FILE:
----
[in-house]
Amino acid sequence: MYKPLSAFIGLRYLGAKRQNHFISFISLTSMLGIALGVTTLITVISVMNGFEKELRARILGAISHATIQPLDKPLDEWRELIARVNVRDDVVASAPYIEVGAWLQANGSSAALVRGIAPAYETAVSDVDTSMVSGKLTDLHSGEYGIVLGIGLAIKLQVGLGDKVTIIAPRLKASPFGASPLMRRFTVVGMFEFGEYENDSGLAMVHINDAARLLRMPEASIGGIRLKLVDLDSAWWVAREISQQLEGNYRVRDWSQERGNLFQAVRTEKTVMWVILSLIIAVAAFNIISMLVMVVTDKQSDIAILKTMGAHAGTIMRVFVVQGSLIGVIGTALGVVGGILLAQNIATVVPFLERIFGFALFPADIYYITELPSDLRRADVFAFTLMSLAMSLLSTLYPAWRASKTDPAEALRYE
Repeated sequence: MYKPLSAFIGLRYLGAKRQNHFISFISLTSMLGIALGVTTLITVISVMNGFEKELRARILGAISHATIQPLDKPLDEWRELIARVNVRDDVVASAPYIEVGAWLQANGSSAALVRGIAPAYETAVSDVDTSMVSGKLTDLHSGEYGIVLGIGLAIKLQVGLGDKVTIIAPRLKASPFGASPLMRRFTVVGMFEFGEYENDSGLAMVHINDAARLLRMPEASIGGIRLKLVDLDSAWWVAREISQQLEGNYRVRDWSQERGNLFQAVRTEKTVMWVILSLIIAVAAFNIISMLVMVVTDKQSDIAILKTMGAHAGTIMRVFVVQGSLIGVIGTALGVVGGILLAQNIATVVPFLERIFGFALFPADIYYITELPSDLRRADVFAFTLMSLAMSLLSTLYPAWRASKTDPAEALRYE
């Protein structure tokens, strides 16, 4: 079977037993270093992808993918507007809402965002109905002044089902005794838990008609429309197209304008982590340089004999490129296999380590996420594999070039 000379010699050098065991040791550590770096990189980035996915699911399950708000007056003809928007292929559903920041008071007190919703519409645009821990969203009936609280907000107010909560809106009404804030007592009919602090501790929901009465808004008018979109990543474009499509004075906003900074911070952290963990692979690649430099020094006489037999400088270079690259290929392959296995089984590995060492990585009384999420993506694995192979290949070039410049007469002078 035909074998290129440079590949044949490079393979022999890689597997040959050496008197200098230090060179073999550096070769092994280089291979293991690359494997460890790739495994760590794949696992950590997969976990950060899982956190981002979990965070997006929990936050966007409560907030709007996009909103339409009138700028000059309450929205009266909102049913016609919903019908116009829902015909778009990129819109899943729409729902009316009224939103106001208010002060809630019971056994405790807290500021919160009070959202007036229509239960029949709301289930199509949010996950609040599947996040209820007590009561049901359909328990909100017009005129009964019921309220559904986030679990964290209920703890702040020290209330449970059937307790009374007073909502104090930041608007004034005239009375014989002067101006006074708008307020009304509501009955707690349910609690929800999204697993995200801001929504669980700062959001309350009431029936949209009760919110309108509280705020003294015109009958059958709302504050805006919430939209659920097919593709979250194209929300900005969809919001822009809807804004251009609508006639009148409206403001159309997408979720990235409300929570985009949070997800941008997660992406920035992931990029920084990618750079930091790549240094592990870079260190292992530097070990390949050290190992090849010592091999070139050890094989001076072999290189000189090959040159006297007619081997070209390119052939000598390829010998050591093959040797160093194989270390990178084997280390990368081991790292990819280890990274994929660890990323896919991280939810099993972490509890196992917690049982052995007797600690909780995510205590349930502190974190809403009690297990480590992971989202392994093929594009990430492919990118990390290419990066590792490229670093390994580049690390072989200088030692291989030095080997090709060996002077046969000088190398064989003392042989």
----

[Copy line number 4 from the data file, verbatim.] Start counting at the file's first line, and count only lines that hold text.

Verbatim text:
């Protein structure tokens, strides 16, 4: 079977037993270093992808993918507007809402965002109905002044089902005794838990008609429309197209304008982590340089004999490129296999380590996420594999070039 000379010699050098065991040791550590770096990189980035996915699911399950708000007056003809928007292929559903920041008071007190919703519409645009821990969203009936609280907000107010909560809106009404804030007592009919602090501790929901009465808004008018979109990543474009499509004075906003900074911070952290963990692979690649430099020094006489037999400088270079690259290929392959296995089984590995060492990585009384999420993506694995192979290949070039410049007469002078 035909074998290129440079590949044949490079393979022999890689597997040959050496008197200098230090060179073999550096070769092994280089291979293991690359494997460890790739495994760590794949696992950590997969976990950060899982956190981002979990965070997006929990936050966007409560907030709007996009909103339409009138700028000059309450929205009266909102049913016609919903019908116009829902015909778009990129819109899943729409729902009316009224939103106001208010002060809630019971056994405790807290500021919160009070959202007036229509239960029949709301289930199509949010996950609040599947996040209820007590009561049901359909328990909100017009005129009964019921309220559904986030679990964290209920703890702040020290209330449970059937307790009374007073909502104090930041608007004034005239009375014989002067101006006074708008307020009304509501009955707690349910609690929800999204697993995200801001929504669980700062959001309350009431029936949209009760919110309108509280705020003294015109009958059958709302504050805006919430939209659920097919593709979250194209929300900005969809919001822009809807804004251009609508006639009148409206403001159309997408979720990235409300929570985009949070997800941008997660992406920035992931990029920084990618750079930091790549240094592990870079260190292992530097070990390949050290190992090849010592091999070139050890094989001076072999290189000189090959040159006297007619081997070209390119052939000598390829010998050591093959040797160093194989270390990178084997280390990368081991790292990819280890990274994929660890990323896919991280939810099993972490509890196992917690049982052995007797600690909780995510205590349930502190974190809403009690297990480590992971989202392994093929594009990430492919990118990390290419990066590792490229670093390994580049690390072989200088030692291989030095080997090709060996002077046969000088190398064989003392042989």